Music Theory
Acoustic Composition
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A common feature of arrangements, especially in jazz, is reharmonization. This is the practice of changing the harmony underneath a melody.

But how does it work?

You should know by now that a chord is built of 3 or more notes, typically stacked in thirds. This means that for any given note there are at least 3 triads containing said note. Here’s a case study of all the possible triads that have a C5:

These are the ten triads that contain C5 as either a root, third, or fifth. These chords are grouped into key relations below.
  • C major: C major (I), A minor (vi), F major (IV)
  • F major: C major (V), A minor (vi), F major (I)
  • Bb major: C minor (ii), A diminished (vii0), F major (V)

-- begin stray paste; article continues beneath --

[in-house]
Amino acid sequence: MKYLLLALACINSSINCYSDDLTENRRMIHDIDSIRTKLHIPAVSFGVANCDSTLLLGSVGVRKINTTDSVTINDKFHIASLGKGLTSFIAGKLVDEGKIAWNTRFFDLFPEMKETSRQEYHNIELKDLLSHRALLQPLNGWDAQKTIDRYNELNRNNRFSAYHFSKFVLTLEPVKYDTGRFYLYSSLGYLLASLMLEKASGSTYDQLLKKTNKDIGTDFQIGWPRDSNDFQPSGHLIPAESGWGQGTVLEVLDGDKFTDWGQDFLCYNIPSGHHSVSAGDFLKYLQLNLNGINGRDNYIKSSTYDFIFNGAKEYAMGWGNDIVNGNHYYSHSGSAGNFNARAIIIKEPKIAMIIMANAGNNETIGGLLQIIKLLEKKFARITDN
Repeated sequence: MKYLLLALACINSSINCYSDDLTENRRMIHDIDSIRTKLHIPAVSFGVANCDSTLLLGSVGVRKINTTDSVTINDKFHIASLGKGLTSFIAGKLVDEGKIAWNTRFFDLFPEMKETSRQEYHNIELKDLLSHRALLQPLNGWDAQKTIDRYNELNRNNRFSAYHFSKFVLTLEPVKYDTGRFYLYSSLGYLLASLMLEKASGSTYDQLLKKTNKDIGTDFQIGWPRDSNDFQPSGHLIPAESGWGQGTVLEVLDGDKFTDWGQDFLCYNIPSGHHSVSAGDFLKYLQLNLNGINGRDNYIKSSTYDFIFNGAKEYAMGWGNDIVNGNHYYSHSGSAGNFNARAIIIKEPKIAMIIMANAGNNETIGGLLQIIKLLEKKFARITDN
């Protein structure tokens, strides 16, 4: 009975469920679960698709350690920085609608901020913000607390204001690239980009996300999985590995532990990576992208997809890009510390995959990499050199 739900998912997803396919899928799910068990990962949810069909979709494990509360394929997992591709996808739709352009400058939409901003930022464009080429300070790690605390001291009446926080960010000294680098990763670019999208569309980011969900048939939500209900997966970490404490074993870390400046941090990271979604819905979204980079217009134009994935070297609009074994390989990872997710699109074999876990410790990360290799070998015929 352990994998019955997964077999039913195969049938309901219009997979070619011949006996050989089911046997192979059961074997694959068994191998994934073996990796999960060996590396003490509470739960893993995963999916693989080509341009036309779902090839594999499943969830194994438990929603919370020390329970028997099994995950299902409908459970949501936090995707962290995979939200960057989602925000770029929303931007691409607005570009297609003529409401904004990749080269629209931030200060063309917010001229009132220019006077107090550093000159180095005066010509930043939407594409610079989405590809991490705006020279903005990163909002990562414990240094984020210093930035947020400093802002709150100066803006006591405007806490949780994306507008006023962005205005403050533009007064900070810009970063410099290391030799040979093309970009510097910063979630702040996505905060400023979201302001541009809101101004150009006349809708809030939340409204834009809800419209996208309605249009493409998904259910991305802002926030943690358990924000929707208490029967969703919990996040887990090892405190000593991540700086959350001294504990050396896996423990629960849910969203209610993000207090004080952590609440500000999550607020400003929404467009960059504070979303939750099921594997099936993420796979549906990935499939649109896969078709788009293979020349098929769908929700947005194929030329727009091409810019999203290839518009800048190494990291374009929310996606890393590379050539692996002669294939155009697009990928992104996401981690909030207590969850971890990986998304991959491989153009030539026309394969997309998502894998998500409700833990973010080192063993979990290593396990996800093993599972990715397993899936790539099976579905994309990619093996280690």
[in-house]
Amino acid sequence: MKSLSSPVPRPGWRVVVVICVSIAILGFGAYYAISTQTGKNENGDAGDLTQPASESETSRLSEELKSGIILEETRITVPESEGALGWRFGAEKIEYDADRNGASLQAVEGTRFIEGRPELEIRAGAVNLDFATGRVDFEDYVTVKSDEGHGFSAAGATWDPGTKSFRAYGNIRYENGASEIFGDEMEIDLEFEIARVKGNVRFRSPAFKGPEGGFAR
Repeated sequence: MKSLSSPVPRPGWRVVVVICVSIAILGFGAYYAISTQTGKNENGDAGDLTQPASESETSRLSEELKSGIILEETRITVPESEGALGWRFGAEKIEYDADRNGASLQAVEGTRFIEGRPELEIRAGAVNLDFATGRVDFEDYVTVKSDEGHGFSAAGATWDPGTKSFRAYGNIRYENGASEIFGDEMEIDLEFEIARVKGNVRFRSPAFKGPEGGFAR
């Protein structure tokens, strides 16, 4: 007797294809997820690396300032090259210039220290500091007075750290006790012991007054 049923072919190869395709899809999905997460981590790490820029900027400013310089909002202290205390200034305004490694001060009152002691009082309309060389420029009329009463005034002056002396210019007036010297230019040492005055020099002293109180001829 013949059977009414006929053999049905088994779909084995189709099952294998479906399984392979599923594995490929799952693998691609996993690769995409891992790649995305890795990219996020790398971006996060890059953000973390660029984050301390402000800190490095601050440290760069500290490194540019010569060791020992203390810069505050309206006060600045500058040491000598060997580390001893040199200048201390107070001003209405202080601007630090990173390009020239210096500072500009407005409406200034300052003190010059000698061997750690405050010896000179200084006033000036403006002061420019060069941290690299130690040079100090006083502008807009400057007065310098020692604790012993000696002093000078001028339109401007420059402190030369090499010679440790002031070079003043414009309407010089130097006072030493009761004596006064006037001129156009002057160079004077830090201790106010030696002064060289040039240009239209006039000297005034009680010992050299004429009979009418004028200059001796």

• Eb major: C minor (vi), Ab major (IV), F minor (ii)
  • Ab major: C minor (iii), Ab major (I), F minor (vi)
  • Db major: C diminished (vii0), Ab major (V), F minor (iii)
  • G major: C major (IV), A minor (ii), F# diminished (vii0)

Notice that C augmented isn’t listed in any of the keys above. That’s because augmented chords only occur in minor keys as a III+ chord. Augmented chords are the only symmetrical triad, meaning C augmented, E augmented, and G#/Ab augmented all contain identical notes: C, E, G#/Ab.

The ability to quickly identify different possible harmonizations for a note is critical for any arranger/composer.

Let’s try three different harmonizations for the first phrase of the star spangled banner:

What’s happening with the E major and D major triads in the final reharmonization? How do they fit into the key of C major? Do they sound like tonic, predominant or dominant function chords?